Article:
Papuan leader dismisses Biden ‘cannibalism’ remark

Papuan leader dismisses Biden ‘cannibalism’ remark
Papuan leader dismisses Biden ‘cannibalism’ remark

We show you our most important and recent visitors news details Papuan leader dismisses Biden ‘cannibalism’ remark in the following article

Hind Al Soulia - Riyadh - PORT MORESBY — Papua New Guinea’s leader has dismissed US President Joe Biden’s suggestion that his uncle may have fallen prey to cannibals in the Pacific nation during World War Two.

Biden said last week his relative had been shot down over the country, and his body never found as “there were a lot of cannibals”.

US media pointed out that his comments were not backed up by official records. Papuan Prime Minister James Marape put it down to “loose” talk.

He said his American counterpart had had a “blurry moment” and insisted the US-Papuan relationship was strong, and characterized by “deeper values”.

Marape said the pair had met several times, and “never in those moments (has) he spoke(n) of PNG as cannibals”.

While the nation does have some history of cannibalism in remote areas, it has tried for years to shed the trope, which it views as outdated.

The White House did not provide further comment about Biden’s remarks, made in Scranton, Pennsylvania, last week.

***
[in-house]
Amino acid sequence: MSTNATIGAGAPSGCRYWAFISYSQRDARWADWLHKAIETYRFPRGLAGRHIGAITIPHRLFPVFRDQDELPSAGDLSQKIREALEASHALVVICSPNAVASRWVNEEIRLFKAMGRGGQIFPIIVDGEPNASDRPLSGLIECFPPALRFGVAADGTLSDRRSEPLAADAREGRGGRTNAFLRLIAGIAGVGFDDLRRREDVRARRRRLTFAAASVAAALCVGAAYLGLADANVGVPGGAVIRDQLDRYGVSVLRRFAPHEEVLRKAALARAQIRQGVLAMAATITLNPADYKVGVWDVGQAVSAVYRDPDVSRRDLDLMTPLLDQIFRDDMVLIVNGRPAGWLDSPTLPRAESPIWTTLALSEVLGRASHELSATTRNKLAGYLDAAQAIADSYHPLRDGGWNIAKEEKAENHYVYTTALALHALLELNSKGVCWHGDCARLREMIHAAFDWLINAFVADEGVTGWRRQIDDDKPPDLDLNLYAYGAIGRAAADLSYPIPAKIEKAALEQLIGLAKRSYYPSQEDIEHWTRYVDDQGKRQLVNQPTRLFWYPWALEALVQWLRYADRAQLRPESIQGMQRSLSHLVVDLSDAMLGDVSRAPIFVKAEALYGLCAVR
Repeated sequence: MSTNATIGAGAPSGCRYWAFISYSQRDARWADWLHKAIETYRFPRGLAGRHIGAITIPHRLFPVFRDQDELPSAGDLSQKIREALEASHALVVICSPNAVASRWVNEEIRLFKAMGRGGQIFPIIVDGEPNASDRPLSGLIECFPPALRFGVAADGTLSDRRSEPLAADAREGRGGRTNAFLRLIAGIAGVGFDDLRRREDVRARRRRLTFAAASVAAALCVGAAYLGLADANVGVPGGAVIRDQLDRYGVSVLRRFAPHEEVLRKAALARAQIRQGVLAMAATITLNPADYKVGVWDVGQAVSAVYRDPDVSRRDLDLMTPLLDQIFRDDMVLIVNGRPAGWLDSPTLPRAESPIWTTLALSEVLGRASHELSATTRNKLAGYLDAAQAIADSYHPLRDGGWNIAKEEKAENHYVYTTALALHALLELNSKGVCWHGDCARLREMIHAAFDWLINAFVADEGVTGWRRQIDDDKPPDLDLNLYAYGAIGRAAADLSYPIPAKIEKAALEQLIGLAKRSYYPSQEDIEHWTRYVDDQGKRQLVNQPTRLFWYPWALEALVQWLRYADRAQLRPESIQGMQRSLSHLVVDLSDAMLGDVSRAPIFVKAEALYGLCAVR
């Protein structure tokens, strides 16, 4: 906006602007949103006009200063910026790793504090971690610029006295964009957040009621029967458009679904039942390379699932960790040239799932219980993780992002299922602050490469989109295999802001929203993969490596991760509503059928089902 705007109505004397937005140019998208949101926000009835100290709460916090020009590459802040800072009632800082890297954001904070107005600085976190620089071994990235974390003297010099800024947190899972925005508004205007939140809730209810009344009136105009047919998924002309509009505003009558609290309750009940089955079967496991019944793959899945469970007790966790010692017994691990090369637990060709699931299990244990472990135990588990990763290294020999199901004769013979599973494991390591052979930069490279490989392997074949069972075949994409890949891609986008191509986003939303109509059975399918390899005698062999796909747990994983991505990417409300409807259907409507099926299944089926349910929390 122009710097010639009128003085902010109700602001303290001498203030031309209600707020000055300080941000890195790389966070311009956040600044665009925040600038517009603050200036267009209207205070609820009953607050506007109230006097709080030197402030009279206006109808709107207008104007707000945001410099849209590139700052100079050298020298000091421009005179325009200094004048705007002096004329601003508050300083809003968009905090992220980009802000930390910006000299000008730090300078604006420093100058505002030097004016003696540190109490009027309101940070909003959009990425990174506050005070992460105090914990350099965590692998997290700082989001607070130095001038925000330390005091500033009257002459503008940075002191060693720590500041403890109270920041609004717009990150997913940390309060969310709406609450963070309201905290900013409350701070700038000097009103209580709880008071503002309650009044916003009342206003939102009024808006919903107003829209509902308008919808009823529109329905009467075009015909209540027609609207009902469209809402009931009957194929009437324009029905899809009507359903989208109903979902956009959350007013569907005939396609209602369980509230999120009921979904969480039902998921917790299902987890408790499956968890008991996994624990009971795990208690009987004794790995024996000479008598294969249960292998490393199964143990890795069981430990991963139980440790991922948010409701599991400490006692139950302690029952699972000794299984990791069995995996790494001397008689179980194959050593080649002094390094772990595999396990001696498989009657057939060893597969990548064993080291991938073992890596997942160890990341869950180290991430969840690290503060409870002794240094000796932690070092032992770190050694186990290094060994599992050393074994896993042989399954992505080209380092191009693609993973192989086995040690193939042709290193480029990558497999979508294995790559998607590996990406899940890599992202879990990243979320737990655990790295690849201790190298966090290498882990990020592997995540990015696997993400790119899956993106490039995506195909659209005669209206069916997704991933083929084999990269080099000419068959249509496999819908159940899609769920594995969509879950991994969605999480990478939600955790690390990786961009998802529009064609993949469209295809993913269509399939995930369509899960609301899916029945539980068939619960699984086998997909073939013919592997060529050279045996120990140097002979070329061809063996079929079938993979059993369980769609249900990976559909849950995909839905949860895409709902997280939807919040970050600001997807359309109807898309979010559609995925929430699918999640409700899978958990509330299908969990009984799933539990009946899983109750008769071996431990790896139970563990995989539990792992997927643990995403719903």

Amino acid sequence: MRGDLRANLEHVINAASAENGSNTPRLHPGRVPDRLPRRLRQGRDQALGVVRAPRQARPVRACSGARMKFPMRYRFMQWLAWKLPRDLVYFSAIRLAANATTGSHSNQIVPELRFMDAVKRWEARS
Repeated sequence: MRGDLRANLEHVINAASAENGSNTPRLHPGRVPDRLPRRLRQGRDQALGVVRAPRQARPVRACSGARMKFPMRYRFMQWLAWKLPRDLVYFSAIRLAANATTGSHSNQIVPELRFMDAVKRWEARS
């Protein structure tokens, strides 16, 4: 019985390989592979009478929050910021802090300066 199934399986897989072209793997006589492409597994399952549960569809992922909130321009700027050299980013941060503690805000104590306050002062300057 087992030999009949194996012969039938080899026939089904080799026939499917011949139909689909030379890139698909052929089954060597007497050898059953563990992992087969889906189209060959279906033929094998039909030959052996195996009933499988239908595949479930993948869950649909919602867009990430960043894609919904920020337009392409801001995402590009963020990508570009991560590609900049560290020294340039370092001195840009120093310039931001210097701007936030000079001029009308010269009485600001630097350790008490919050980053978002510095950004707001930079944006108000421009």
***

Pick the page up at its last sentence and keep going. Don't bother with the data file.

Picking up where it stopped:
But a spokesperson highlighted that the US leader was “proud of his uncle’s service in uniform”.

Official records show that Ambrose J Finnegan was indeed on board a plane which went down for reasons unknown in the Pacific on May 14, 1944.

It ditched in the ocean off the north coast of New Guinea, the record states — referring to the island which, in its eastern half, comprises part of Papua New Guinea.

Three men were lost in the wreckage and another was rescued. Finnegan’s remains have not been found and he is still described as unaccounted for.

Questions have been asked about whether at 81 Biden should be running for re-election. He has denied having any issues with his memory or mental acuity.

In February, he rejected suggestions — presented as part of an investigation into his handling of top-secret files — that he had struggled to recall key life events.

Biden’s rival for president, Donald , is four years his junior, and has faced accusations of his own that he lacks the sharpness to run for president again.

He caught headlines with his own rendition of a chapter of US military history last week, when he appeared vague on the facts of the 1863 Battle of Gettysburg in the American Civil War. — BBC

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